Monika Kowal-Linka & Adam Bodzioch (2017)
Genesis of the Lower Triassic bonebeds from Gogolin (S Poland): The impact of microbial mats on trapping of vertebrate remains.
Palaeogeography, Palaeoclimatology, Palaeoecology 466, 15 January 2017: 38–58
Three Lower Triassic bone-bearing horizons were recently discovered (S Poland).
The vertebrate remains accumulated in a transitional zone between a sabkha and a sea.
The presence of microbial mats was the crucial factor controlling these accumulations.
The microbial mats trapped reptile and fish remains transported across them.
The reptile remains represent at least Dactylosaurus and Nothosaurus (Sauropterygia).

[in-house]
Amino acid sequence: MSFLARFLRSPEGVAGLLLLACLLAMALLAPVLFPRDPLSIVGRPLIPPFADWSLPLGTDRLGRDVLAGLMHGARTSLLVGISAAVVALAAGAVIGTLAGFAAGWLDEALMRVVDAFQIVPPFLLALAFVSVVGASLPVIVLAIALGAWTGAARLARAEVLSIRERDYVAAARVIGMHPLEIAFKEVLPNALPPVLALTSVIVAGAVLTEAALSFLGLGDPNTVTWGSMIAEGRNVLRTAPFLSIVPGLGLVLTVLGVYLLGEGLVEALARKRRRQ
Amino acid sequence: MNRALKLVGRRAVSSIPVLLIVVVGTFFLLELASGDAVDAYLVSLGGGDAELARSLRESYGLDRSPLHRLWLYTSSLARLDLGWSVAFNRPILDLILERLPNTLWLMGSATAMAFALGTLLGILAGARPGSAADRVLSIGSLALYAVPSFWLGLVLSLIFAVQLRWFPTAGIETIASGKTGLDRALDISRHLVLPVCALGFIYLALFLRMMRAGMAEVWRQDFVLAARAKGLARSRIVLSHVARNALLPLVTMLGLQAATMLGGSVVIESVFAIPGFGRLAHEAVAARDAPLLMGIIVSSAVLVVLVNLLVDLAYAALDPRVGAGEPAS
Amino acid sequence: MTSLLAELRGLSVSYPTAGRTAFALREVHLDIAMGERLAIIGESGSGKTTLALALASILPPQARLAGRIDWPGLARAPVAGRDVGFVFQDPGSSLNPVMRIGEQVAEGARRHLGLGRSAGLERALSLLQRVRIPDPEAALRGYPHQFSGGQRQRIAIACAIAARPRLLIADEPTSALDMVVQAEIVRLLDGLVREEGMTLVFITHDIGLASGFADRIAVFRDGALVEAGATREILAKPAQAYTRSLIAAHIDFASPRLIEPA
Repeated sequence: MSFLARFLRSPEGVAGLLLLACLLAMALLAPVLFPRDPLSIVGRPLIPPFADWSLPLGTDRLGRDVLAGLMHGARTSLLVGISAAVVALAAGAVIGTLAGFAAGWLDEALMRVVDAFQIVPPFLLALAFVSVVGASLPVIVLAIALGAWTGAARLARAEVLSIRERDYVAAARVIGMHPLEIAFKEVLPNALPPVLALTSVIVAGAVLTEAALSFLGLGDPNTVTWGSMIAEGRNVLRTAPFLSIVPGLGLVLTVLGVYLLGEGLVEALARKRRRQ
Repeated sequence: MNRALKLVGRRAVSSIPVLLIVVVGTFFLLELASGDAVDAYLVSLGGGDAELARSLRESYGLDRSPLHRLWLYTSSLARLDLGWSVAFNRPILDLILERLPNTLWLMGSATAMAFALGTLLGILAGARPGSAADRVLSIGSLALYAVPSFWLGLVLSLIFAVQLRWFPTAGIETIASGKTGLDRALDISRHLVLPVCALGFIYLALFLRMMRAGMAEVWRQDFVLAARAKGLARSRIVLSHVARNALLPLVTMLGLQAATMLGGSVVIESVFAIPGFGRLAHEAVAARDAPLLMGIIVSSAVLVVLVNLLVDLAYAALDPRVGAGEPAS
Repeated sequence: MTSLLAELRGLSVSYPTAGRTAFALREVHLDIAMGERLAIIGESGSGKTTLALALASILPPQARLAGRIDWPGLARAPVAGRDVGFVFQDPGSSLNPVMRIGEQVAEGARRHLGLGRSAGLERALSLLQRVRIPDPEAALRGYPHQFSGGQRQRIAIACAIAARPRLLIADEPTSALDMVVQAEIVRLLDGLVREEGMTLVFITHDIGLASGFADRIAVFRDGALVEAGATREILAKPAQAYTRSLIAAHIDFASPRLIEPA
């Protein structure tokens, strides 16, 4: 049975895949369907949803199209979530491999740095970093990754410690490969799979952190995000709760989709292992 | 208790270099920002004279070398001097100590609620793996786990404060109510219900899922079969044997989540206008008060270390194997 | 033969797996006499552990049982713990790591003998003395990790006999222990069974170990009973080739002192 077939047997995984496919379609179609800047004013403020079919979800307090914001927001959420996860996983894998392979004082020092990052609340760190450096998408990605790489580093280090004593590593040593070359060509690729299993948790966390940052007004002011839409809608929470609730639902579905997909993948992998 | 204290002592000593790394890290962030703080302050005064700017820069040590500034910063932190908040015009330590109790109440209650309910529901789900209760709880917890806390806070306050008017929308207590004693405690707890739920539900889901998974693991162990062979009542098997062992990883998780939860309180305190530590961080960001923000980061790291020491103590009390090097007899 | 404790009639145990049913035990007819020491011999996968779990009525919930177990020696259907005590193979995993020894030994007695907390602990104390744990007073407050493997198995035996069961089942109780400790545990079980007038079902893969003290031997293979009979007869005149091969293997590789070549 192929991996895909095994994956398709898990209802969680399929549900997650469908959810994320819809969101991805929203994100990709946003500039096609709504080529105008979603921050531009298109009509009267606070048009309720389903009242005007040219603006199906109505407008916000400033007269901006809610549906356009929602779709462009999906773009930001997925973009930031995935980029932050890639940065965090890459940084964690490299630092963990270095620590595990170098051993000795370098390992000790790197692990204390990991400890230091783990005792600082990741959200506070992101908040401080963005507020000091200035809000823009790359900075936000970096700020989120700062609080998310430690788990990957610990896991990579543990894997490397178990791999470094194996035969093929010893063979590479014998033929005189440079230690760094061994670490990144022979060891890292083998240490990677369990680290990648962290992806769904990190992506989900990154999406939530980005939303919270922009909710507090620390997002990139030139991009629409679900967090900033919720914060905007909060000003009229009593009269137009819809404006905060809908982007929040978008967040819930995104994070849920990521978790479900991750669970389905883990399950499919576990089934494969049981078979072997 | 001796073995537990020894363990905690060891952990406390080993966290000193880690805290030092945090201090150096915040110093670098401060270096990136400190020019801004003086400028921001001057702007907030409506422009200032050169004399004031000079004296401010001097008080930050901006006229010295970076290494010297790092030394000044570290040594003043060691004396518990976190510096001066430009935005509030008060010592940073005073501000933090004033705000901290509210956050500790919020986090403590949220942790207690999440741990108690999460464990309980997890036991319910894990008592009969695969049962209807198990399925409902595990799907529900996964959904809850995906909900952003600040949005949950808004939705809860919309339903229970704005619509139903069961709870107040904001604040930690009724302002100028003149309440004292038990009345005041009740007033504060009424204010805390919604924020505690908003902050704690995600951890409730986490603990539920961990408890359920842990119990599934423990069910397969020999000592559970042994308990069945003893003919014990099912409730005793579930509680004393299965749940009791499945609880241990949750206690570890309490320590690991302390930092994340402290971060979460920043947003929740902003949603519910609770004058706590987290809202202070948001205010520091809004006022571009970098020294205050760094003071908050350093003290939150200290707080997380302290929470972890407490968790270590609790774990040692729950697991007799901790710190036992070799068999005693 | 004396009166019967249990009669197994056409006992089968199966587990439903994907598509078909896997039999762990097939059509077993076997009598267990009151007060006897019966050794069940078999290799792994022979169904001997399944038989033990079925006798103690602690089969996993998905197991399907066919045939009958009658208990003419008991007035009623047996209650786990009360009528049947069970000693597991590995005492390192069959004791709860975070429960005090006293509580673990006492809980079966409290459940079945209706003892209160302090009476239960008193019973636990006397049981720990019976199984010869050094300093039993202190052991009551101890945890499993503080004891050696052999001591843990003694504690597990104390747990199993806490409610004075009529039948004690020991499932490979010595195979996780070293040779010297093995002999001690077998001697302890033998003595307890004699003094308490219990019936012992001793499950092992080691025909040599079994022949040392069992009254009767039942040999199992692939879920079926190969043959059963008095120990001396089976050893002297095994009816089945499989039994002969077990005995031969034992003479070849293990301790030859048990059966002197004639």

Three bone-bearing horizons, consisting of seven bone-bearing beds with fish and reptile remains, were recently discovered in the Uppermost Röt (Buntsandstein, Lower Triassic) peritidal and shallow marine carbonates in the vicinity of Gogolin (S Poland). The aim of this study is to recognize the genesis and depositional environments of the bonebeds. Detailed fieldwork, microfacies analysis, and SEM-EDS analysis reveal that the vertebrate remains occur to a great extent alongside evidence for former microbial activity. The reptile remains represent at least Dactylosaurus and Nothosaurus (Sauropterygia) genera, while the fish remains belong to the Chondrichthyes and Actinopterygii. The vertebrate remains were deposited in a transitional zone between the costal sabkha and the epicontinental sea. The first bone-bearing horizon originated in the most landward setting, in the uppermost intertidal zone, likely at the margins of a pond or coastal lagoon. The second bone-bearing horizon was formed in the upper intertidal zone. The vertebrate remains of the third bone-bearing horizon were accumulated in two different settings: in the lower intertidal zone (in a small palaeopond) and in the subtidal zone (in a protected back-shoal lagoon). Three bone accumulations occur within planar stromatolites, while the other bone-bearing beds reveal more indirect evidence for former microbial activity. In our opinion, the presence of the sticky microbial mats in the intertidal settings was the crucial factor that allowed the establishment of and controlled these accumulations of vertebrate remains. The soft gluey substrates trapped vertebrate remains that were transported across them. Once trapped, the vertebrate bioclasts were efficiently immobilized and thus protected against damage due to sedimentological agents. The lack of any orderly arrangement of the vertebrate bioclasts suggests that they may have been delivered to the individual mat surfaces by diverse media, from various directions, and also at different times.